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Don Locke: Looking Through Bifocals

We have too many laws, not enough law enforcement, mind you, but too many laws. Someone has said that the sum total content of today's law books is beyond any man's possible knowledge. It's easier to pass a law than it is to get rid of one. To pass takes a simple majority, however to repeal takes a two-thirds majority. Many times that is hard to come-by. Most law makers don't want to let-go of a law even if it is outdated, or the changes of time and custom have rendered a law non-applicable.

A good example is the law that says a Kentucky governor must swear an oath saying he or she has never fought a duel in the state of Kentucky before they can be legally sworn-in to office.

Back in Texas history, when the town of Clarksville, Red River County, was incorporated in 1837, some of the first laws passed have never been repealed including the following: The rate of taxation shall never exceed the rate of one percent; any person who shall appear in a public place in this city in a mode of dress not belonging to his or her sex, shall be guilty of a misdemeanor, and on conviction fined an amount not exceeding $100. It shall be unlawful for anyone running a bar-room to permit any music of any kind to be made upon an instrument of any kind. It shall be unlawful for music or dancing to be permitted in any house-of-ill-repute. (I guess you could sin one way, but not another.)

Also in the city limits of Clarksville, no automobile shall be permitted to turn a corner greater than 8 miles per hours.

To safeguard the fairer sex, any female who shall be found loitering upon the streets later than 10:00 p.m. without a male escort, shall pay a fine not to exceed $10.

In regard to female loitering, a woman, an Americn tourist, was strolling alone in the streets in a Latin American country after female curfew. She was arrested as a streetwalker, thrown in jail, and fined $500, "which so happened" to be the exact amount she had in her purse in travelers checks.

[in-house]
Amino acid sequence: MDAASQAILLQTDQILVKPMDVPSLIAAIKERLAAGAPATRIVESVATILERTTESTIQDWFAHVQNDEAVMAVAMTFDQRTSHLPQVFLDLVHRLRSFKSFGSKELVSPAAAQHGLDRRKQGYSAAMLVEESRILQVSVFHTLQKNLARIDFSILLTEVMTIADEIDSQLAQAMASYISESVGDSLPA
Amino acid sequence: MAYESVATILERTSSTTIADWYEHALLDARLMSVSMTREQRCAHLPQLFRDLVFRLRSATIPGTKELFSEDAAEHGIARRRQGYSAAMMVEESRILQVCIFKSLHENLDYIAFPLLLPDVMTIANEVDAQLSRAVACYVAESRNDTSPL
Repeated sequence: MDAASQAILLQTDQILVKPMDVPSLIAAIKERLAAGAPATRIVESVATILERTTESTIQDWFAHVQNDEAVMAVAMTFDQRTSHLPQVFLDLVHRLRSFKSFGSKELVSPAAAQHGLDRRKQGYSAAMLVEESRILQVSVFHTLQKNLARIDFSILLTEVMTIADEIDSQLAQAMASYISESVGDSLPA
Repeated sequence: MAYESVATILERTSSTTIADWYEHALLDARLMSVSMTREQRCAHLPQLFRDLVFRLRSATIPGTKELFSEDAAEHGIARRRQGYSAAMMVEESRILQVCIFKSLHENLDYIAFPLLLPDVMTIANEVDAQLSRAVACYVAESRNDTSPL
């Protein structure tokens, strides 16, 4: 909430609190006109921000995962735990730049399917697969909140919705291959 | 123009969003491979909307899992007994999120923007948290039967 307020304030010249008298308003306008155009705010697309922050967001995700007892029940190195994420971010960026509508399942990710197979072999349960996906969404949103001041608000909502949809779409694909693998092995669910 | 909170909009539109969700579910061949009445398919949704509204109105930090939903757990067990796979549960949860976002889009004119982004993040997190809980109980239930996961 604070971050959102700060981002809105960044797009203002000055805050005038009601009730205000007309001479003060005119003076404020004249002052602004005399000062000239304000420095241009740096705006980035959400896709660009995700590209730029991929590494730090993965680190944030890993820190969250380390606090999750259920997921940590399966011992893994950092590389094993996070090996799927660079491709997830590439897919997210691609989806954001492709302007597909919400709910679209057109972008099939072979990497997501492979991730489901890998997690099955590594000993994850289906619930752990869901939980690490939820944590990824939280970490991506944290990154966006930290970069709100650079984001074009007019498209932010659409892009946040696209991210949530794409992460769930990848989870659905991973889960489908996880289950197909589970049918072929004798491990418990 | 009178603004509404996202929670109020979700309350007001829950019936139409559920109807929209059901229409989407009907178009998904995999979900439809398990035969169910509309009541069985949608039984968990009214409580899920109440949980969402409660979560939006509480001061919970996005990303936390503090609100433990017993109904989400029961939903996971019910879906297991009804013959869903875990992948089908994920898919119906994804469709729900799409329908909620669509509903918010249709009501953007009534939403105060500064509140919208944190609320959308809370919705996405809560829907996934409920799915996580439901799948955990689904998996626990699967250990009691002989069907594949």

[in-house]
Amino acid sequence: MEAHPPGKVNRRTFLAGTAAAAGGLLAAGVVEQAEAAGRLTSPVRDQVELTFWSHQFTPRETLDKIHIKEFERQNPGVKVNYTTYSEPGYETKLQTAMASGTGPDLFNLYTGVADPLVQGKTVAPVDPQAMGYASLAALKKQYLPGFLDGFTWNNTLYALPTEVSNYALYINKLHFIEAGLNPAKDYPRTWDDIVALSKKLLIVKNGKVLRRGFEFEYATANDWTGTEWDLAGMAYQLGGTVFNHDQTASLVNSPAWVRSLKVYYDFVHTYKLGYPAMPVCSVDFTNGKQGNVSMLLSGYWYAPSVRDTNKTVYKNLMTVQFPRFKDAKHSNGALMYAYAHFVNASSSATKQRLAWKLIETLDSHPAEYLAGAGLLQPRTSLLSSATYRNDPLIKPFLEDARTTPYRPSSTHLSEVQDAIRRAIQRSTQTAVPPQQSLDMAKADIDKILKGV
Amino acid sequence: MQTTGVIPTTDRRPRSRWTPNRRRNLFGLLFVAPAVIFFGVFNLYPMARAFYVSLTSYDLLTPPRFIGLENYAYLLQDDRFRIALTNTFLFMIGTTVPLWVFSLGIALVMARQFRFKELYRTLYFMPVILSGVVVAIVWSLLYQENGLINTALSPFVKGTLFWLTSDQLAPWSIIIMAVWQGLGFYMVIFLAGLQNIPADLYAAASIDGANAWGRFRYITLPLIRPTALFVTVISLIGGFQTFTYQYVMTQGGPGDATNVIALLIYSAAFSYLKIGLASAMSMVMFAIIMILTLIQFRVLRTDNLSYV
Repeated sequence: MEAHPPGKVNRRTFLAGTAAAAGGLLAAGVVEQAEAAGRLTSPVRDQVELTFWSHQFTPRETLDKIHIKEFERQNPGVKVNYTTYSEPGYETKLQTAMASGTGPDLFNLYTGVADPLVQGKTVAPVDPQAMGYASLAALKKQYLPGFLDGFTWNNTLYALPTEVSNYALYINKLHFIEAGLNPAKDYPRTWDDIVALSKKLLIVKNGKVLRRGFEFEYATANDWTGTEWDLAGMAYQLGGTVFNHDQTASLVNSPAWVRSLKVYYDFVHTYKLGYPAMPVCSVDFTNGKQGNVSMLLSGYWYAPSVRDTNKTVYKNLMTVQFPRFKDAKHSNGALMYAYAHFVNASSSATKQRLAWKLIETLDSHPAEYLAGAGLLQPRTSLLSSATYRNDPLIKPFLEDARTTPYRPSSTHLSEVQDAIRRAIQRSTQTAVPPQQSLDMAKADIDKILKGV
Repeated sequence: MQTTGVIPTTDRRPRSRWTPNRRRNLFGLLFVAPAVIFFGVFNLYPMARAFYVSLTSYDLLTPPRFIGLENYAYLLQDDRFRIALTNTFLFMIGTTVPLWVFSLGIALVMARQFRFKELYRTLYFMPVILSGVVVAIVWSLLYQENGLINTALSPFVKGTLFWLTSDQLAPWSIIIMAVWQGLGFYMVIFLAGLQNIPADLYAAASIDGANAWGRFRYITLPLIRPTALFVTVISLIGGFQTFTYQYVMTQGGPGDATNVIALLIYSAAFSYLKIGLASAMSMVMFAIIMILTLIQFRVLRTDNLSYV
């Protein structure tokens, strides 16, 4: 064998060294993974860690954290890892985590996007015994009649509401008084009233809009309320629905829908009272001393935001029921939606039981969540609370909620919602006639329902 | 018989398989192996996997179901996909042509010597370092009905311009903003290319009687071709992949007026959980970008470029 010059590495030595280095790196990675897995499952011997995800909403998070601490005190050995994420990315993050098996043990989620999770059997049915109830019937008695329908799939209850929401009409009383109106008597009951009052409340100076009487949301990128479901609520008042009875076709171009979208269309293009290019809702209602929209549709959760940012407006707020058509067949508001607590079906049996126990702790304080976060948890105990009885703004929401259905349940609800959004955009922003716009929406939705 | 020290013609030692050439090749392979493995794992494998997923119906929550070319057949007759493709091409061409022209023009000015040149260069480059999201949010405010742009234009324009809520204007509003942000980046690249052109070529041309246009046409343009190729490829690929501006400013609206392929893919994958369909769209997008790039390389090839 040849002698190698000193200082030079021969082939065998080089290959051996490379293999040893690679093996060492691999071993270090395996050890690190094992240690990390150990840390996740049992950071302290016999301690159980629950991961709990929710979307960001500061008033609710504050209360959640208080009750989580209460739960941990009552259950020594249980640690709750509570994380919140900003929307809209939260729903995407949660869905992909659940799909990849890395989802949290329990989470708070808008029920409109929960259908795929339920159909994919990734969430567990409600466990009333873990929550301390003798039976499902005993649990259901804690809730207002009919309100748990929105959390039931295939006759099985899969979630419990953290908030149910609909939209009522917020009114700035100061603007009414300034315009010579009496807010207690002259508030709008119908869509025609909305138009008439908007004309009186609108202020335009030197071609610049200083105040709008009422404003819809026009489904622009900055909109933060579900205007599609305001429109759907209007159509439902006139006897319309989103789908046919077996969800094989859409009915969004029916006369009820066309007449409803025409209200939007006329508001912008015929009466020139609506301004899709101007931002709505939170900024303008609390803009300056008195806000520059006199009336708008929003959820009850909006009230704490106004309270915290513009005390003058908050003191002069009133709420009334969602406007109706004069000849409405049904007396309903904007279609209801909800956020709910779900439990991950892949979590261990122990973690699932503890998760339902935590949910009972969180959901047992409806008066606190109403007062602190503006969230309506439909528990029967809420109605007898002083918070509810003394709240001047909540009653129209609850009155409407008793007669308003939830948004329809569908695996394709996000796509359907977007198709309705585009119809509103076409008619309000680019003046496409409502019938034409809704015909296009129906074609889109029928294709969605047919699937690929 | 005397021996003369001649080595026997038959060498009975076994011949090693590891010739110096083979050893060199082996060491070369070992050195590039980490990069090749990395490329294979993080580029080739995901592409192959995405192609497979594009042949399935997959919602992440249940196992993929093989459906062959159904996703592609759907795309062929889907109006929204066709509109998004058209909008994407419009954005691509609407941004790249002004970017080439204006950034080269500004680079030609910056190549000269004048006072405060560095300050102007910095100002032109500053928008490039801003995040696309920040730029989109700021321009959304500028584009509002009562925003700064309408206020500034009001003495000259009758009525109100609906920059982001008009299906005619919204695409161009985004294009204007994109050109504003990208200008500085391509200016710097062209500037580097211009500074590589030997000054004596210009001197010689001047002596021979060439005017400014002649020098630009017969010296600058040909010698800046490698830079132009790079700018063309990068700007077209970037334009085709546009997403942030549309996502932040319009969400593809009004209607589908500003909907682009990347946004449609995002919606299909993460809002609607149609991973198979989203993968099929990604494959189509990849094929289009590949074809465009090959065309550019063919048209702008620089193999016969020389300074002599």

The woman called the U.S. Embassy. It was the weekend; they were all out to play. Not knowing where to turn, she tried the British Embassy. She found a warm body to speak with. A kind man told her that since she wasn't a British subject he couldn't help her. But, he gave her some good advice: "Why not purchase a streetwalker's license . . . it only costs $2.50?"

She did, and enjoyed the rest of her nocturnal streetwalking. Upon returning home, she framed her prostitute's license and hung it on the wall.

Oh, if you should want to live in a large city and still keep a milk cow, horse, or chickens in your back yard, Houston, Texas is the place to go. There still are no livestock laws there.

Of course there are ways of getting around the law, legally, if you ave money. A well-off woman back in my hometown had a son too young to drive. He was fined several times for driving without a license. When his mother paid the last fine, she asked the judge, "Well, what can he drive legally?" "A tractor," the judge informed her. "Then," she said, "I'll buy him a new tractor."

Minnie Pearl said a man grabbed her and kissed her as she was about to enter the back door of the Grand Ole Opry House. She warned him, "If you do that again I'll call the law." He did . . . and she said, "Law . . . law." ---not very loud.

Kindest regards . . .


I agree with you, Mr. Locke. More laws and ordinances are passed every day, but getting them enforced is another matter entirely.

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